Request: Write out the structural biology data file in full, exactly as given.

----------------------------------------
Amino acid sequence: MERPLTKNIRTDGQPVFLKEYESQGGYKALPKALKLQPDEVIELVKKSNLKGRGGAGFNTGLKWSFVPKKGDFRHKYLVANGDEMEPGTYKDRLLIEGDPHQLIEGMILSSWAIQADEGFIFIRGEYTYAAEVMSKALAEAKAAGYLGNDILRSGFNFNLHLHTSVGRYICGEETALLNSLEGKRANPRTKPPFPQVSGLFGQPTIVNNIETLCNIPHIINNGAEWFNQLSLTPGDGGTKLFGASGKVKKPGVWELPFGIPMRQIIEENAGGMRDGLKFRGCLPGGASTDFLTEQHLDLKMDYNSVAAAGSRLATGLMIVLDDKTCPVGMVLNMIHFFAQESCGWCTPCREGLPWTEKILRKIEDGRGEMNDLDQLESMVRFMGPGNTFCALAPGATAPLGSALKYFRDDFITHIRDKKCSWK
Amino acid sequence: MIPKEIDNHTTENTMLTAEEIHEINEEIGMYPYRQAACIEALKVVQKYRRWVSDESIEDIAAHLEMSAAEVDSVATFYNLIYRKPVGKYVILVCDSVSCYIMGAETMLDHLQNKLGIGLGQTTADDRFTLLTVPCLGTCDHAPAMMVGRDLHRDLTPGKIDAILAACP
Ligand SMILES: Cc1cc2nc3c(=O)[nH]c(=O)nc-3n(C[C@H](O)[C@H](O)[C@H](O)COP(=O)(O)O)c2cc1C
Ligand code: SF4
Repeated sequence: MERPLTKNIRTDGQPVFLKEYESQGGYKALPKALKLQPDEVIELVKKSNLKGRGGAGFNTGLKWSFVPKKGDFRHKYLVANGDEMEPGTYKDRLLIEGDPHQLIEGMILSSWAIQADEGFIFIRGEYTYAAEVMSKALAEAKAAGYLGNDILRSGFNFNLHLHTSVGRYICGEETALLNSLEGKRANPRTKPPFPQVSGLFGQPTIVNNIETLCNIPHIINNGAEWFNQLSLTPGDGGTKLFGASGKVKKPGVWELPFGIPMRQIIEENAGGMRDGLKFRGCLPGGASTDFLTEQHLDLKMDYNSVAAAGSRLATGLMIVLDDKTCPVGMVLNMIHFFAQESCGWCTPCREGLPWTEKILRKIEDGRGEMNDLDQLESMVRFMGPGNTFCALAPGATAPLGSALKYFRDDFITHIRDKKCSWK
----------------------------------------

Amino acid sequence: MERPLTKNIRTDGQPVFLKEYESQGGYKALPKALKLQPDEVIELVKKSNLKGRGGAGFNTGLKWSFVPKKGDFRHKYLVANGDEMEPGTYKDRLLIEGDPHQLIEGMILSSWAIQADEGFIFIRGEYTYAAEVMSKALAEAKAAGYLGNDILRSGFNFNLHLHTSVGRYICGEETALLNSLEGKRANPRTKPPFPQVSGLFGQPTIVNNIETLCNIPHIINNGAEWFNQLSLTPGDGGTKLFGASGKVKKPGVWELPFGIPMRQIIEENAGGMRDGLKFRGCLPGGASTDFLTEQHLDLKMDYNSVAAAGSRLATGLMIVLDDKTCPVGMVLNMIHFFAQESCGWCTPCREGLPWTEKILRKIEDGRGEMNDLDQLESMVRFMGPGNTFCALAPGATAPLGSALKYFRDDFITHIRDKKCSWK
Amino acid sequence: MIPKEIDNHTTENTMLTAEEIHEINEEIGMYPYRQAACIEALKVVQKYRRWVSDESIEDIAAHLEMSAAEVDSVATFYNLIYRKPVGKYVILVCDSVSCYIMGAETMLDHLQNKLGIGLGQTTADDRFTLLTVPCLGTCDHAPAMMVGRDLHRDLTPGKIDAILAACP
Ligand SMILES: Cc1cc2nc3c(=O)[nH]c(=O)nc-3n(C[C@H](O)[C@H](O)[C@H](O)COP(=O)(O)O)c2cc1C
Ligand code: SF4
Repeated sequence: MERPLTKNIRTDGQPVFLKEYESQGGYKALPKALKLQPDEVIELVKKSNLKGRGGAGFNTGLKWSFVPKKGDFRHKYLVANGDEMEPGTYKDRLLIEGDPHQLIEGMILSSWAIQADEGFIFIRGEYTYAAEVMSKALAEAKAAGYLGNDILRSGFNFNLHLHTSVGRYICGEETALLNSLEGKRANPRTKPPFPQVSGLFGQPTIVNNIETLCNIPHIINNGAEWFNQLSLTPGDGGTKLFGASGKVKKPGVWELPFGIPMRQIIEENAGGMRDGLKFRGCLPGGASTDFLTEQHLDLKMDYNSVAAAGSRLATGLMIVLDDKTCPVGMVLNMIHFFAQESCGWCTPCREGLPWTEKILRKIEDGRGEMNDLDQLESMVRFMGPGNTFCALAPGATAPLGSALKYFRDDFITHIRDKKCSWK